Gratia Community Church of San Francisco held Sunday service together online, full of God’s word, praise, worship, and fellowship. The title of today’s sermon, delivered by Pastor Tzeng was from Philemon 1:16-25 entitled “If he has done you any wrong, charge it to me”. The sermon focused on Paul’s exhortation to Philemon and to all of us to carry each other burdens and live a life in grace.
Here is a summary of the sermon:
We will be studying the Book of Philemon over two sermons, it is a short but meaningful letter from the Apostle Paul. We will look at it in three parts: first the background, then the purpose of the letter, and finally Paul’s interpretation of meaning.
First, in v 1-7, the background to the letter is that Paul is writing a personal letter from prison to a wealthy believer named Philemon, who Paul personally raised in faith. However, who is delivering this letter to Philemon? It is his runaway slave named Onesimus, who also stole from Philemon in the process of running away. In this era, slavery was common place and with the authority of the Roman Empire, they needed to keep order, including strict punishments for runaway slaves. Although we can’t imagine it now, runaway slaves were considered great sinners back then. Philemon must have had mixed feeling, angry at first seeing Onesimus, but excited to read the letter from Apostle Paul. The greatness of Paul was that even though he was a teacher and Apostle to Philemon, he wrote this letter with deep feeling of fellowship and harmony with Philemon. We too, must treat each other in fellowship with the love of Jesus Christ, that is the Kingdom of God.
Next, v8-14, why is Paul writing this letter? He is appealing to Philemon on the basis of love to accept Onesimus. As his teacher, he could order Philemon to do what he should do, but instead the basis of love is what Jesus Christ taught us. Paul is putting down everything, lowering himself to save this one soul Onesimus. Onesimus was probably a useful person to Paul who was old and sick in prison. However, it is Paul who embraced this great sinner, a runaway slave, just Paul himself was a great sinner and embraced by Jesus. Later, Onesimus became a great Bishop of Ephesus, truly used by God for the Kingdom. God doesn’t look at our past, so we also shouldn’t look at the past of the brothers and sisters in Christ. Instead, we should know that God has a plan and uses us all greatly for the Kingdom.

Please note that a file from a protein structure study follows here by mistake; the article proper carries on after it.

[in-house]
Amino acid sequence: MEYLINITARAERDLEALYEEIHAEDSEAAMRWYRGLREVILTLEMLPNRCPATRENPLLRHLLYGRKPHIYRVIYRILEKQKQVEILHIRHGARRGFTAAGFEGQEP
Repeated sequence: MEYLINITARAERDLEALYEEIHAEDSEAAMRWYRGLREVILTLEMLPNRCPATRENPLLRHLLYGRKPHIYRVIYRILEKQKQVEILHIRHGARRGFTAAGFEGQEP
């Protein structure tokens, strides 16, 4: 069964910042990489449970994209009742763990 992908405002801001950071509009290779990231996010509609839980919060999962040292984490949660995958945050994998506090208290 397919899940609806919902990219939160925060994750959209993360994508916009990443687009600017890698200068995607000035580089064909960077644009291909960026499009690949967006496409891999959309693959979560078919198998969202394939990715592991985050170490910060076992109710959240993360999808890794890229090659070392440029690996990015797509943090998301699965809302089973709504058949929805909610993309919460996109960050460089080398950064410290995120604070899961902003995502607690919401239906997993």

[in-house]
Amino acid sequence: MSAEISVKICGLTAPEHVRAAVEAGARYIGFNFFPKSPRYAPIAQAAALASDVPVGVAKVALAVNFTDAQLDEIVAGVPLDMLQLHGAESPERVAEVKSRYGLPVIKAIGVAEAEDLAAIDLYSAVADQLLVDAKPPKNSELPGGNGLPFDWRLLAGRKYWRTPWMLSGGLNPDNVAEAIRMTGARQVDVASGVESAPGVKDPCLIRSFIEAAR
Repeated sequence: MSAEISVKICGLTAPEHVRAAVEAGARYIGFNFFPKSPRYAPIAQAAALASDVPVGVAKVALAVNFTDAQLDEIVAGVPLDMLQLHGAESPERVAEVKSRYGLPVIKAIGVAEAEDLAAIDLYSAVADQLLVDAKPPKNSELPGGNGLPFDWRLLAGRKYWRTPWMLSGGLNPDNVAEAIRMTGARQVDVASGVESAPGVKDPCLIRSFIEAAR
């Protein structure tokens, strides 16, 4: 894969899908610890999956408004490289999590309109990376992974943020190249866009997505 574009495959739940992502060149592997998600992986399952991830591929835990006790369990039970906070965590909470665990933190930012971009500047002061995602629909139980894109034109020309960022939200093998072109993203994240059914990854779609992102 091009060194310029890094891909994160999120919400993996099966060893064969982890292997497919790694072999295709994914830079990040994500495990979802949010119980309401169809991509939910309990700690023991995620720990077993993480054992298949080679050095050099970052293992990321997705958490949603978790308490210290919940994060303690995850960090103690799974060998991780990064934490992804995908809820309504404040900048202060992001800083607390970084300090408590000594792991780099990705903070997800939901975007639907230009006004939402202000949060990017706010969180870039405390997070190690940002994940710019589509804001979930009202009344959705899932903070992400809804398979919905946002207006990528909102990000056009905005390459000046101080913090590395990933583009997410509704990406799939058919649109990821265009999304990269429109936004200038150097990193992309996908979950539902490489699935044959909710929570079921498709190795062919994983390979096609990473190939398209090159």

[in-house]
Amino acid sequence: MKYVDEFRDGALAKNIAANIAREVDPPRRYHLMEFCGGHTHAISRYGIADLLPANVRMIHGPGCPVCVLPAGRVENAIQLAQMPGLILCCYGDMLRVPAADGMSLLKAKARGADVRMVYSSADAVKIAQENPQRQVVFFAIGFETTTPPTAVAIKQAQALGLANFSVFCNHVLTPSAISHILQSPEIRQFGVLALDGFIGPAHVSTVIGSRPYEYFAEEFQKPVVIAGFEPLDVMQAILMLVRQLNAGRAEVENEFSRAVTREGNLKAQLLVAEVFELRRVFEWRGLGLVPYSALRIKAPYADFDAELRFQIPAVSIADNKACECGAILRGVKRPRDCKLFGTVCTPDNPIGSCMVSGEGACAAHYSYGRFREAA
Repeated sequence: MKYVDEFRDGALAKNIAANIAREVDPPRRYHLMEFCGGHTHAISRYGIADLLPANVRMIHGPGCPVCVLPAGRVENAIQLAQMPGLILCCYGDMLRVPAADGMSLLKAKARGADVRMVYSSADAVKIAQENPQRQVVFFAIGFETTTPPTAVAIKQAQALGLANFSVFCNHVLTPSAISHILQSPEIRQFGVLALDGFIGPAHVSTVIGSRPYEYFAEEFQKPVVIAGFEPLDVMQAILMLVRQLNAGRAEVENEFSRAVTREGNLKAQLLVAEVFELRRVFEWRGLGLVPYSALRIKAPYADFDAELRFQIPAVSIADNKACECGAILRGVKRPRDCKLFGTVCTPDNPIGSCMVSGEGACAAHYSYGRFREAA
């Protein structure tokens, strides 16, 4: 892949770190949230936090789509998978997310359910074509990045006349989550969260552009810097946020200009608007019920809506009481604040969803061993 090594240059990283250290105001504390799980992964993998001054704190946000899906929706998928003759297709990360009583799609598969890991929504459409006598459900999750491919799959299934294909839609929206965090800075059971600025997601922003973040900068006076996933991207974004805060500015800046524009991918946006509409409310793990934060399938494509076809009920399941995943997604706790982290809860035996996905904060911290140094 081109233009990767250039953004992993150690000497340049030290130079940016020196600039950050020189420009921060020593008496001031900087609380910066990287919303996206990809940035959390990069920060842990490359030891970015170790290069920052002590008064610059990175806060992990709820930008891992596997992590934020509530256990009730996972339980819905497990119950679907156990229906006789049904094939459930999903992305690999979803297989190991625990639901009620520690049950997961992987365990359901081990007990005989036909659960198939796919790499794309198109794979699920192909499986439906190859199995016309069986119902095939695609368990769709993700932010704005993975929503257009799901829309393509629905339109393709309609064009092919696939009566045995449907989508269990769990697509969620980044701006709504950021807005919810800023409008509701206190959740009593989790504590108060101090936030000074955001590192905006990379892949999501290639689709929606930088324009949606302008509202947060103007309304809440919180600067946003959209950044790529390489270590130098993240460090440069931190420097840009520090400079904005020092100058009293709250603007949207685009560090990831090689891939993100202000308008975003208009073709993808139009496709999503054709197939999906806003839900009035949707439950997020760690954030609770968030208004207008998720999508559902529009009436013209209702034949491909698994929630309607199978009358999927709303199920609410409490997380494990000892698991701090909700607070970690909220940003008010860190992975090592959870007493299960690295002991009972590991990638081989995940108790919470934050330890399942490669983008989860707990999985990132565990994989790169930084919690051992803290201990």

Finally, in v15, Paul interprets the situation to Philemon, saying that perhaps Onesimus ran away for a while so he could be back with you eternally. In faith, we wonder why the people who are around us, our brothers and sisters, spouse, co-workers, leaders are with us. God has his mysterious providence and reason that we do not know. How do Christians look at God’s Providence? There is God’s level which He determines and since He is eternal, we cannot comprehend or fathom. Then, there is our level in this finite world, where God has given us freewill by His love. How do the two levels cohere? Our faith has an “in spite of” aspect, that in spite of all man’s freewill, sin, depravity, broken relationship, there is mystery of God’s providence in everything. Harmony in the world is like the theory of economics, where each person’s selfishness somehow reaches a rational equilibrium of the buyer-seller marketplace. Harmony in God’s love is like Greek “eros” love, where each of us a passionately drawn to God, so it drives all of us brothers and sisters together as one too. It’s a mystery how it all works together, but that is the beautiful harmony in God’s love.
Whoever God has placed with us, especially now when we are all stuck at home, remember that this is the mystery and harmony of God’s providence. Let us not treat each other like master-slave, but treat each other on the basis of love and in this way seeing God’s glory and Kingdom.